For this parent, there are no easy solutions for a son’s mental health crisis

I reached a point during the latest mental health crisis with my adult son where the weight of absurdity actually robbed me of my vision and I saw stars. 

Standing in my front yard with a couple of police officers, a social worker and a psychologist, we were listening to my son yelling and ranting from his upstairs window, discussing how we might get him the treatment he needed and removed from my condo where he has lived with us as a suffering schizophrenic for many years. 

The crisis visit was one of many 911 calls when his disease takes over and our lives decline. 

His is a unique sickness that makes it difficult by Vermont statute to force any treatment, since he denies all evidence, with the strength of Brunhild, that he is ill, but we have accomplished involuntary treatment in the past and we were hoping to issue a mental health warrant (which was done after a few hours) and convince him to ride to the hospital (which was not accomplished). 

We’ve had some successes over the years but they are difficult to recognize and disappear after a few bad spells. The Vermont statutes defining abuse are nowhere near the situation we face. It’s a short definition. 

I have no issue with the state’s laws on involuntary confinement. If it was allowed, people would be pointing fingers all day and all night and the system, such that it is, would collapse. I don’t have the time to change society; all I want to do is use it to my own ends — in this case, getting our son who we love out of the house and into treatment once again. 

Throughout the years of our ordeal, I’ve dealt with judges, lawyers, court clerks, police chiefs, social workers, doctors, nurses and psychiatrists, all full of good intentions in a business where good results are few. It’s nice having all those college degrees working for you. Pay attention and remind them of what they are saying. 

I have noticed the changes over the years in dealing with mental health issues in Vermont, and most seem positive, but the increase in programs and training can just lead to larger cracks on which to fall through. 

In our case, the situations we have found ourselves in are nonviolent; stomping and screaming incoherences for hours on end are the level reached throughout most of our crisis. No blood on the floor, no talk of self-harm.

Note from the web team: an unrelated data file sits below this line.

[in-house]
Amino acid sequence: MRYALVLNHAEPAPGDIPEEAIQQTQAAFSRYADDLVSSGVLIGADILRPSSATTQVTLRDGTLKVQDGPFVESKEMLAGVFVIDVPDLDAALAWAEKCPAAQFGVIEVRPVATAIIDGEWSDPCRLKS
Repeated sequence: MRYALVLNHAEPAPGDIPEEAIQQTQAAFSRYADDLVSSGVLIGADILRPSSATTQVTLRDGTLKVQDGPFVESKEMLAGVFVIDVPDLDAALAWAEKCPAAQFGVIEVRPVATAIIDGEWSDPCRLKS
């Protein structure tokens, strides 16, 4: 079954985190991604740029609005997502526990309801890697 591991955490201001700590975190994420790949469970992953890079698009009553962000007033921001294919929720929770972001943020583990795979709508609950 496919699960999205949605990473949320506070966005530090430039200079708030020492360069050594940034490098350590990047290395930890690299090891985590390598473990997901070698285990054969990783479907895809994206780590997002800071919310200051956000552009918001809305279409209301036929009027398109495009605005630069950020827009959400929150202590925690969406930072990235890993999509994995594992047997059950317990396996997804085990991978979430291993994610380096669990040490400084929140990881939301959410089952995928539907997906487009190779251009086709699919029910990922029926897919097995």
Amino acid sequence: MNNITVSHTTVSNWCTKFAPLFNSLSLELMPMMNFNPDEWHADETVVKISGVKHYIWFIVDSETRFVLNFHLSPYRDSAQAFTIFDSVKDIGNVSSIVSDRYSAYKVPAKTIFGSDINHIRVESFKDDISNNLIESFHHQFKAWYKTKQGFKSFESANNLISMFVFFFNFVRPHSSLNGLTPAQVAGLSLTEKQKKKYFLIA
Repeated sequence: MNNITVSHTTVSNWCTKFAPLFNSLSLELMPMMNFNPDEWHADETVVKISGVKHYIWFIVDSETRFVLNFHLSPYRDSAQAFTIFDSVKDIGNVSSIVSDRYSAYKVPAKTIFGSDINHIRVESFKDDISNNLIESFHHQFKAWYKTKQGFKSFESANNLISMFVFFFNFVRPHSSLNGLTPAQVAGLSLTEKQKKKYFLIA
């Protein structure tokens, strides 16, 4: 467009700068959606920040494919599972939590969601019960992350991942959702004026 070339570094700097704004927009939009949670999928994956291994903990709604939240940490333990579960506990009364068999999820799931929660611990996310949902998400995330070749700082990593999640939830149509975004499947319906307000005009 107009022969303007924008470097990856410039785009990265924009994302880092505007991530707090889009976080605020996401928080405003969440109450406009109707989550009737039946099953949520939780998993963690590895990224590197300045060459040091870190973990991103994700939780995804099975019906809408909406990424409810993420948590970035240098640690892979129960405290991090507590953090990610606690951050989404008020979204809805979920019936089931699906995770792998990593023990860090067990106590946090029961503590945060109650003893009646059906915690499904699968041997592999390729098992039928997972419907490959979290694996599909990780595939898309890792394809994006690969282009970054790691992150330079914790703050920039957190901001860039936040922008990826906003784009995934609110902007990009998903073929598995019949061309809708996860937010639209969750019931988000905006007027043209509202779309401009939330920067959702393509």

The mental burden of living with a schizophrenic is very heavy and you wonder if it’s as contagious as COVID. In my case, a few days’ reflection brings me back toward normal, if a little short. 

The conference continued in the front yard. A warm wind blew loudly through the new-leafed trees. There’s always a metaphor lurking about. At this time, I found out that a relief from abuse order — a desperate attempt that I had applied for the previous day — was denied. No physical danger. I had to take that disappointment in stride and hope we could convince the authorities for the warrant and removal to the hospital. 

It was then that I was hit by the absurdity of it all when, during a conversation about evicting my son, the social worker brought up the question of that, since I was my son’s legal guardian for 12 years, how could I be responsible for his well-being while also, perhaps, forcing him to be homeless (he has no place to go)? I let out a respectful whistle. It was a logic loop with a cherry on top. 

Looking at the big picture does not supply relief during a mental health crisis; there are only abstractions that must be faced. I’ve addressed the futility of modern existence pretty well over the course of my years, but this one hit hard and led to these words that demanded to be seen.

I have no defense against Joseph Heller and the world he accurately drew. 

The warrant was signed by the judge and served to my screaming son. The authorities then left the premises, leaving us with one hell of a mess. The warrant was not executed for the safety of the officers. 

I guess orders aren’t what they used to be. Hours of anguish for naught. 

Hope is defined as the spot where desires meet reality. Let me tell you which way to bet.

Editor’s note: Jim Tomczak is a poet who lives in Milton. This story originally appeared online at

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